Common Infections

CNS Infections

1) Meningitis:

  • When to do CT before LP? Focal neuro deficits, confusion, papilledema, seizures
  • What if CT is delaying LP? Start therapy
  • Most accurate Dx? Culture
  • MCC organism? pneumoniae, N. meningitides in adolescent
  • Most sensitive test? CSF protein (if neg -> meningitis ruled out)
  • Cell count
    • 1000s of neutrophils or positive gram stain -> bacterial -> ceftriaxone and vancomycin IV and steroids (lowers mortality)
    • 10-100s of lymphocyte, neg gram stain, neg culture -> cryptococcal, Lyme, rocky mountain spotted fever, TB, viral
  • Cryptococcal: in AIDs\low CD4 (<100) -> give amphotericin followed by life-long fluconazole, Dx: India ink or Ag, Ag change in response to therapy\not antibodies
  • Lyme: camping\hiking + target rash + 7th CN palsy + migratory arthritis -> give ceftriaxone
  • RMSF (rickettsia): camping\hiking+ rash moves in centrally\starts at wrists and ankles -> give doxycycline
  • TB: high protein CSF -> extend length of therapy + add steroids
  • In case of N. meningitides; close contacts exposure -> give Cipro or rifampin
  • Recurrent episodes of N. meningitides -> terminal complement deficiency
  • Elderly, leukemia, lymphoma, on steroids, HIV, alcoholic w\ bacterial meningitis -> add ampicillin (might have listeria)


2) Encephalitis:

  • Acute fever and confusion -> most likely due to HSV-1
  • Most accurate Dx: PCR (better than brain biopsy)
  • Rx: Acyclovir (Foscarnet if resistant herpes)


3) Abscess:

  • Fever and focal neurological deficit
  • CT: “ring” contrast enhancing lesion
  • If HIV -> treat for toxoplasmosis -> treat w\ Pyrimethamine + sulfadiazine -> repeat 10-14 days
    • if shrinks -> this is toxoplasmosis and complete therapy
    • if the lesion is the same -> biopsy (might be lymphoma)
  • If HIV negative -> go straight to biopsy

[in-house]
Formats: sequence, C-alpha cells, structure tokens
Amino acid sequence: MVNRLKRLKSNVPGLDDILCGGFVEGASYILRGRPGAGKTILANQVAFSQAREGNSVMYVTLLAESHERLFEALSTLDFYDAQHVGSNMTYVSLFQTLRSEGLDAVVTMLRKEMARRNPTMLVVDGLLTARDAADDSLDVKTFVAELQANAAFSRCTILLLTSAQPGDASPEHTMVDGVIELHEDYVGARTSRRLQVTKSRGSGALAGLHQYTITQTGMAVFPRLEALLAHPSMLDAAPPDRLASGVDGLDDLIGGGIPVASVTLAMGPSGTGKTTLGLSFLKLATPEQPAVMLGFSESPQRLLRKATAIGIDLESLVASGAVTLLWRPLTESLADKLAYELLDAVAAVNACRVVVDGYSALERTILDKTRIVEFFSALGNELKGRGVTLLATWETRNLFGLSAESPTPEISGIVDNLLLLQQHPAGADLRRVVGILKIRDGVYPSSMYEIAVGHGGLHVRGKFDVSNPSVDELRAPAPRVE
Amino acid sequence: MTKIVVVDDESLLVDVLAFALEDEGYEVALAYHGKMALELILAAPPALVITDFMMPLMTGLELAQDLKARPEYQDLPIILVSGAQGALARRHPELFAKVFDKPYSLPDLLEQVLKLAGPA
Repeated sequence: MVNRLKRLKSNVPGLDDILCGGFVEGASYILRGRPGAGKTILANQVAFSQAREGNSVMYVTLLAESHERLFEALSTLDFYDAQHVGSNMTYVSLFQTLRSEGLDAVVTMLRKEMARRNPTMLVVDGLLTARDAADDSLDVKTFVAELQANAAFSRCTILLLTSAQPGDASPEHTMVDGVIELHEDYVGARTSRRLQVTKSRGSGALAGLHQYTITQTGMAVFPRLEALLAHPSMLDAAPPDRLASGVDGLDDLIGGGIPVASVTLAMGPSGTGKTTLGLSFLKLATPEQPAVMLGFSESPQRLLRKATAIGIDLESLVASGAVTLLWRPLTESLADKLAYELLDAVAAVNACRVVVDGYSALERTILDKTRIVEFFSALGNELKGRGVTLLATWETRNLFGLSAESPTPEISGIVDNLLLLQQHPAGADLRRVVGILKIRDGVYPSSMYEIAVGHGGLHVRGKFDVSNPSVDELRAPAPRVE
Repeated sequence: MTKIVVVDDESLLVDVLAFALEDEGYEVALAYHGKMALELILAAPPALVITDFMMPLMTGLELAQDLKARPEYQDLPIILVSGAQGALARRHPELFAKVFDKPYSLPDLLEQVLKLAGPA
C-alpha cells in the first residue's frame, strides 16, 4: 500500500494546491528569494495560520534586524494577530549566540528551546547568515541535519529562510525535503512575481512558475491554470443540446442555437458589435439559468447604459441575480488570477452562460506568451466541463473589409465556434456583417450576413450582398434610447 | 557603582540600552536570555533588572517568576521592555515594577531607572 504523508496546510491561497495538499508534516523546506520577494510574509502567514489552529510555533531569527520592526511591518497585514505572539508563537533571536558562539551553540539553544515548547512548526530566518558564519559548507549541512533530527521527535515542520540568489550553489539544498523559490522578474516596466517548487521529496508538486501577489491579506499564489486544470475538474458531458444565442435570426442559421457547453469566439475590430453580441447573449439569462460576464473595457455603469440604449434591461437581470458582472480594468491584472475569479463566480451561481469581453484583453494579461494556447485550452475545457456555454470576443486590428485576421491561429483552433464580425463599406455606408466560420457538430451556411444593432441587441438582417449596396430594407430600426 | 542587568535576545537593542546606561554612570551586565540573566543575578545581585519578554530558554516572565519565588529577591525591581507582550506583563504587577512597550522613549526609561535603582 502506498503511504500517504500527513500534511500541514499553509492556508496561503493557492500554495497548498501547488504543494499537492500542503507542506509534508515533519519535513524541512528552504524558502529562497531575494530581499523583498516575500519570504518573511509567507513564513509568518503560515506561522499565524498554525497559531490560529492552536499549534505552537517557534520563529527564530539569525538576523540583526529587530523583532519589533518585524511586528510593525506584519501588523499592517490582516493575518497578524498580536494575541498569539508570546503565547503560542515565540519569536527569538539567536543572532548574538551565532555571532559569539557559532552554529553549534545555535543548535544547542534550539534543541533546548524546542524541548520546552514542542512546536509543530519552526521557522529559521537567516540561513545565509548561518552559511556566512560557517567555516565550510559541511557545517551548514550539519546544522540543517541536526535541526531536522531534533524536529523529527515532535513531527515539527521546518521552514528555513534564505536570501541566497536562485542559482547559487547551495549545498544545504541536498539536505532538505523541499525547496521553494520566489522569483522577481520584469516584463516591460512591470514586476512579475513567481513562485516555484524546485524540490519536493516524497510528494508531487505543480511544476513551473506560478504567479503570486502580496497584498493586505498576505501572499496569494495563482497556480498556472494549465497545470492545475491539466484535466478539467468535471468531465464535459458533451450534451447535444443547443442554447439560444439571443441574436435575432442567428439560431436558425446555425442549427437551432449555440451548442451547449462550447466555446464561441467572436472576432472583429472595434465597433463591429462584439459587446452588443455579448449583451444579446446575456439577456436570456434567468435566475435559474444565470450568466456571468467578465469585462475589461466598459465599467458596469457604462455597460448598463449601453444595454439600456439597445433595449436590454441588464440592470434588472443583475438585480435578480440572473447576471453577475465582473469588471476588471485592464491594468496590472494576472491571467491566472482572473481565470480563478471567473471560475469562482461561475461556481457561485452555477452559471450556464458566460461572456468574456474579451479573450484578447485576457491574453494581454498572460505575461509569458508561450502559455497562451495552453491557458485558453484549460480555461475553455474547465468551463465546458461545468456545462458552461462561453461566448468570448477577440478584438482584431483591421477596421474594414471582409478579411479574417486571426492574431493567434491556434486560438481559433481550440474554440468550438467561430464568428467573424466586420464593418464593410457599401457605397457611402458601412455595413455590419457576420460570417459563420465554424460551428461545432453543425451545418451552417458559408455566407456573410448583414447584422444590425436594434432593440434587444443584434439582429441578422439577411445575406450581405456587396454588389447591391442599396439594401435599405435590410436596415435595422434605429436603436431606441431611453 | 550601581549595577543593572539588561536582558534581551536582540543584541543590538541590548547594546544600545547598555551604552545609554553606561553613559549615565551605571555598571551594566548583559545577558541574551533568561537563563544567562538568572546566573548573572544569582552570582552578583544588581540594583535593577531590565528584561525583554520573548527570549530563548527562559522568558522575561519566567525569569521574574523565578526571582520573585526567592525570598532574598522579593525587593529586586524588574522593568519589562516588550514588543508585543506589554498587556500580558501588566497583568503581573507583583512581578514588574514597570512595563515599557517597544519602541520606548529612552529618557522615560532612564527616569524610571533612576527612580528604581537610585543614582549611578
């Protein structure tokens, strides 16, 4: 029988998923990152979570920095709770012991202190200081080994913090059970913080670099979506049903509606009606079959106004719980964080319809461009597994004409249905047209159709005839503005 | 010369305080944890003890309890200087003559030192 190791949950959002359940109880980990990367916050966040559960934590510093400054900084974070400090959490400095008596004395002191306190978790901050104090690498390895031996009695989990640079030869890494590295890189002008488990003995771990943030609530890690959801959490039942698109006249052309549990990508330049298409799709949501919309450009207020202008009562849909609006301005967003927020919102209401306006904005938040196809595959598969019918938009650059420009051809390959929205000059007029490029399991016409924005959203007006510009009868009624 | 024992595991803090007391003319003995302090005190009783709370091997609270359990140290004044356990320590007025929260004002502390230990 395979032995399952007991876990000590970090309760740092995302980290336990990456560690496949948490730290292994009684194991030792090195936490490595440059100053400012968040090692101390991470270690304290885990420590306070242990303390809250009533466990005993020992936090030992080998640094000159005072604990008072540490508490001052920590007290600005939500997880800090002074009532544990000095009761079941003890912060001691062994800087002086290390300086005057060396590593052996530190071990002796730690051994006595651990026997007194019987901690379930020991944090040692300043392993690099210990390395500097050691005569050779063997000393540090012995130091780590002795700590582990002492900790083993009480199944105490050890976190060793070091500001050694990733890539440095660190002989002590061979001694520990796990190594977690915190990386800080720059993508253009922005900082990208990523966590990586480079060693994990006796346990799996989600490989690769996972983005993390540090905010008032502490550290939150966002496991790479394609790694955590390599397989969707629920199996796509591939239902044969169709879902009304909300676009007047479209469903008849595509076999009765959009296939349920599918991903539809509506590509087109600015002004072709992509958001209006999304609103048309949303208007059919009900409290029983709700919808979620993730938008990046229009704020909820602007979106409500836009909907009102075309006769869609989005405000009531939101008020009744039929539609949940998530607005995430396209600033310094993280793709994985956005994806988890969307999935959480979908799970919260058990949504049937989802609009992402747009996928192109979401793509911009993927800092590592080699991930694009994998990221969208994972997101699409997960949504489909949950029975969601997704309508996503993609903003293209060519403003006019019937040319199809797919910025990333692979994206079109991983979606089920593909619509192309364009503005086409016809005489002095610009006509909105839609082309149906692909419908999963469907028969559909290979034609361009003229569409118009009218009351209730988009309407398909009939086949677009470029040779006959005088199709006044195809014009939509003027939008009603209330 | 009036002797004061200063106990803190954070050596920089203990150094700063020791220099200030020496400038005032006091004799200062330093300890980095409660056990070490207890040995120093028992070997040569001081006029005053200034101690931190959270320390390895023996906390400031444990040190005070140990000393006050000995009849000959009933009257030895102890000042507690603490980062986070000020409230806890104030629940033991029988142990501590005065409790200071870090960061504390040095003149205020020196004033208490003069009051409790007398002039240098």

Head and Neck Infections

1) Otitis:

  • 40% Pneumococcus, 30% H. influenza, 20% M. catarrhalis
  • Most sensitive sign of otitis media: immobility of the tympanic membrane
  • If recurrent \ doesn’t respond to Rx -> do tympanocentesis for culture
  • Initial Rx: amoxicillin


2) Sinusitis:

  • Yellowish\greenish discharge, fever, headache, teeth pain, decreased transillumination
  • Most accurate Dx: culture of sinus aspirate\biopsy
  • Initial Rx: amoxicillin


3) Pharyngitis:

  • Sore throat, positive LN, exudate, no cough (lung), no hoarseness (laryngitis)
  • Best initial test -> rapid strep test
  • Most accurate Dx: culture = positive rapid strep test -> treat
  • A risk of GN and rheumatic fever
  • Rx: penicillin
  • If allergic to penicillin
    • Rash -> 1st gen cephalosporin
    • Anaphylaxis -> macrolides and clindamycin


GI Infections:

  • Bloody diarrhea: campylobacter, salmonella, shigella, E. coli, entaemba histolytica
  • MCC is campylobacter (associated w\ guillian-barre)
  • E coli and shigella -> HUS: hemolysis, high Cr, low plt (don’t give plt)
  • Shellfish and seafood -> vibrio
  • Dx: stool culture
  • Usually no Rx, you might give cipro
  • aureus + B. cerus -> vomiting
  • Giardiasis -> fresh water, campers\hikes, causes lacteal obstruction -> looks like fat malabsorption, Rx: metronidazole
  • Cryptospordiasis -> HIV (<200 CD4), on modified acid fast stain, Rx: raise CD4
  • C. difficile: Dx: toxin. Rx: metronidazole, if they get better and recurs -> retreat w\ metronidazole, if they didn’t get better -> treat w\ vancomycin


Urinary Tract Infections:

  • MCC is E. coli
  • Cystitis -> pyelonephritis -> abscess
  • Best initial test: U\A -> WBC is the most imp
  • Most accurate test: culture
  • Bacteria in urine is significant in pregnant ladies -> 1\3 will develop pyelonephritis
  • Rx:
    • Uncomplicated cystitis -> 3 days of TMP\SMX
    • Complicated cystitis (stones, strictures, obstruction, diabetics) -> 7 days of TMP\SMF
    • Preg or male -> 10-14 days of TMP\SMX (nitrofurantoin if preg)
  • Pyelonephritis -> ampicillin + gentamicin or Cipro or aztreonam
  • Most accurate test for abscess -> biopsy
  • Rx -> drain + antibiotics



Lyme’s Disease:

  • Rash, joint, neurological (MCC is bilateral 7th CN palsy), cardiac (MCC is AV block)
  • Lyme rash (target) = Lyme disease -> treat w\ amoxicillin or doxycycline
  • Other manifestations -> do serology first before treating
  • For joint and rash and 7th CN palsy -> oral amoxicillin or doxy
  • For neruo and cardiac -> IV ceftriaxone
  • If asx tick bite -> do nothing!


Sexual Transmitted Diseases:

1) Cystitis

Frequency urgency burning dysuria


2) Urethritis\cervitis:

Frequency urgency burning dysuria + discharge -> swab, culture and treat

Common infections 4

  • Rx: 1 gonorrhea drug + 1 chlamydia drug
  • If gonorrhea -> treat for chlamydia
  • If chlamydia -> don’t treat for gonorrhea


3) PID

Frequency, urgency, burning, dysuria + lower abdominal pain + cervical motion tenderness + high WBC -> same treatment

  • Best initial test? B-hCG (Exclude ectopic pregnancy)
  • Most accurate test? Laparoscope


4) Gonorrhea:

  • Asymptomatic in women, symptomatic in men (more complications w\ women)